As our time with COVID-19 grows so does our understanding of the disease and its impact on different populations. Over the last four days alone, over 1000 articles have been published in the peer reviewed literature or posted as a preprint. Let’s take a look at some of the categories that are being discussed that pertain to metabolic disease.
Poor outcome rates and risk factors
An encouraging report from preprint (not peer reviewed yet).
Data from 3 Emory Healthcare acute care hospitals was gathered from March 6th - April 17th on critically ill COVID patients who were admitted to the ICU. 165 out of 217 patients required mechanical ventilation (76%). Mortality in the ventilated patients was 29.7%. There were 98 (45.2%) females and the majority of patients were black (153 [70.5%]). Hypertension was the most common comorbid condition followed by diabetes (99, [45.6%]). Twenty-one patients (9.7%) had morbid obesity, with a body mass index (BMI) of 40 or greater. 16.6% were still on mechanical ventilation at the time of the report which will change the final assessment.
Diabetes mellitus is associated with increased mortality and severity of disease in COVID-19 pneumonia – A systematic review, meta-analysis, and meta-regression
Peer reviewed and published in Diabetes & Metabolic Syndrome: Clinical Research & Reviews
The outcome of interest in the review was composite poor outcome, including mortality, severe COVID-19, acute respiratory distress syndrome (ARDS), need for intensive care unit (ICU) care, and disease progression. There were a total of 6452 patients from 30 studies. The Forest-Plot below shows a clear association of diabetes with poor outcomes examined in multiple ways. Meta-regression showed that the association between DM and composite poor outcome was affected by age (p = 0.003) and hypertension (p < 0.001), but it was the opposite of what might be expected. Having diabetes was a greater risk to patients who were young and without a diagnosis of hypertension. Therefore, although the total risk of poor outcomes appears to be higher for older patients with diabetes and hypertension, diabetes as an individual risk factor is greater for those who are younger and those without hypertension.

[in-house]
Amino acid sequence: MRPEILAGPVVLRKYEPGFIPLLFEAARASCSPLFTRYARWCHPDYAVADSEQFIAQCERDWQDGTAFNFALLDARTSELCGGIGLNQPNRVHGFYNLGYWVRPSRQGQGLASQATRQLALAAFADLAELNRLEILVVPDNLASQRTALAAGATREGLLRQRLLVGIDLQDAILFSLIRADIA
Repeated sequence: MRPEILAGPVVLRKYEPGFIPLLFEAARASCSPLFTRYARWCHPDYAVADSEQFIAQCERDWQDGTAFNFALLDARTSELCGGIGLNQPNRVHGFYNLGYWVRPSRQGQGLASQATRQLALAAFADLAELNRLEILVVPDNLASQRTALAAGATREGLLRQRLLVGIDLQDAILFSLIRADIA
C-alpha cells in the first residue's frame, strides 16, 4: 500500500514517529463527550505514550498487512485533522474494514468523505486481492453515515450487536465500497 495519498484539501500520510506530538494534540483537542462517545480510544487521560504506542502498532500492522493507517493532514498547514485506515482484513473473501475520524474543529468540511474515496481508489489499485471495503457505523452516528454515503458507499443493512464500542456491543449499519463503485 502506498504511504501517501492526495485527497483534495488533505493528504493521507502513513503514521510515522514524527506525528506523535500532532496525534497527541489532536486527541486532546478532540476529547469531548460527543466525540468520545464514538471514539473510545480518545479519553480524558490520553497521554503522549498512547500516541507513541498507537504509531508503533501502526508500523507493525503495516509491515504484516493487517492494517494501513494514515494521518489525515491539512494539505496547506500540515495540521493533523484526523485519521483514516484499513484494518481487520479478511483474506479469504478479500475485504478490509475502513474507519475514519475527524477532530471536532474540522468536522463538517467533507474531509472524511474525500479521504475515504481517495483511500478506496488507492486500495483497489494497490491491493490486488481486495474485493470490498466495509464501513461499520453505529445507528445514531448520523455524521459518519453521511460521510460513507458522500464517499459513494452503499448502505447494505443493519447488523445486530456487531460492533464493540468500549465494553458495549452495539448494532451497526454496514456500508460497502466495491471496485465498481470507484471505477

Peer reviewed and published in the Lancet Diabetes and Endocrinology. Review and recommendations.
Why is the risk of mortality from COVID-19 up to 50% higher in patients with a diagnosis of diabetes? Theories based on previous evidence discussed.
- Chronic hyperglycemia could help facilitate virus entry into cells. Additionally, it is possible that the virus is causing new onset diabetes by directly attacking the beta-cells of the pancreas causing insulin deficiency.
- Discussion of the possible (stress the word possible as the opposite has also been discussed) that DPP4 blockade by DPP4 inhibitors could be helpful in COVID treatment.
Consensus recommendation for the treatment of diabetes from the group of authors:
Glycemic control as an important risk modifier was stressed. Additionally, in patients without symptoms there is no need to change medications for hypertension or diabetes. However, if a patient were to become sick, special precautions need to be taken to avoid dehydration which may mean discontinuing metformin, SGLT-2 inhibitors and GLP-1 agonists.